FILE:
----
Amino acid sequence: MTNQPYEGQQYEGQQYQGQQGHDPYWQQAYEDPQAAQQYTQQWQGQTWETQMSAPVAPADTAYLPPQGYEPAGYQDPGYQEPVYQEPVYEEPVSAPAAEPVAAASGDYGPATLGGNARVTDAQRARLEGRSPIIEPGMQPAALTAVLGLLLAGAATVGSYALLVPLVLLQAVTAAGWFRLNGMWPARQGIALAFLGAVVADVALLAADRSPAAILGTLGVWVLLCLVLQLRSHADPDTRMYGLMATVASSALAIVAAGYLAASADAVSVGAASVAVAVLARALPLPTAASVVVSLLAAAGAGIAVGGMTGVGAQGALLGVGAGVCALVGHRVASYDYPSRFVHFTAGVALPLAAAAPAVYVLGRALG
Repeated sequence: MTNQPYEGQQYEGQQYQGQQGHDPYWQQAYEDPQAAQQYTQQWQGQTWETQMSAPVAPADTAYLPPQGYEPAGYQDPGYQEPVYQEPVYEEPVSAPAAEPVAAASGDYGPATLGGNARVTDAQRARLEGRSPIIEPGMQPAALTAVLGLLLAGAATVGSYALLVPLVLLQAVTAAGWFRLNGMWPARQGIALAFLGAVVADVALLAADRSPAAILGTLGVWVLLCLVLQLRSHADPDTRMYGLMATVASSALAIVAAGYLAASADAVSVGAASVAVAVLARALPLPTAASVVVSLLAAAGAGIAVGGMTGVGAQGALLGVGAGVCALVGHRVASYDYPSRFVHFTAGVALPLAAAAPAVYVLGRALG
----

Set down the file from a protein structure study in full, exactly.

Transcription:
Amino acid sequence: MTNQPYEGQQYEGQQYQGQQGHDPYWQQAYEDPQAAQQYTQQWQGQTWETQMSAPVAPADTAYLPPQGYEPAGYQDPGYQEPVYQEPVYEEPVSAPAAEPVAAASGDYGPATLGGNARVTDAQRARLEGRSPIIEPGMQPAALTAVLGLLLAGAATVGSYALLVPLVLLQAVTAAGWFRLNGMWPARQGIALAFLGAVVADVALLAADRSPAAILGTLGVWVLLCLVLQLRSHADPDTRMYGLMATVASSALAIVAAGYLAASADAVSVGAASVAVAVLARALPLPTAASVVVSLLAAAGAGIAVGGMTGVGAQGALLGVGAGVCALVGHRVASYDYPSRFVHFTAGVALPLAAAAPAVYVLGRALG
Repeated sequence: MTNQPYEGQQYEGQQYQGQQGHDPYWQQAYEDPQAAQQYTQQWQGQTWETQMSAPVAPADTAYLPPQGYEPAGYQDPGYQEPVYQEPVYEEPVSAPAAEPVAAASGDYGPATLGGNARVTDAQRARLEGRSPIIEPGMQPAALTAVLGLLLAGAATVGSYALLVPLVLLQAVTAAGWFRLNGMWPARQGIALAFLGAVVADVALLAADRSPAAILGTLGVWVLLCLVLQLRSHADPDTRMYGLMATVASSALAIVAAGYLAASADAVSVGAASVAVAVLARALPLPTAASVVVSLLAAAGAGIAVGGMTGVGAQGALLGVGAGVCALVGHRVASYDYPSRFVHFTAGVALPLAAAAPAVYVLGRALG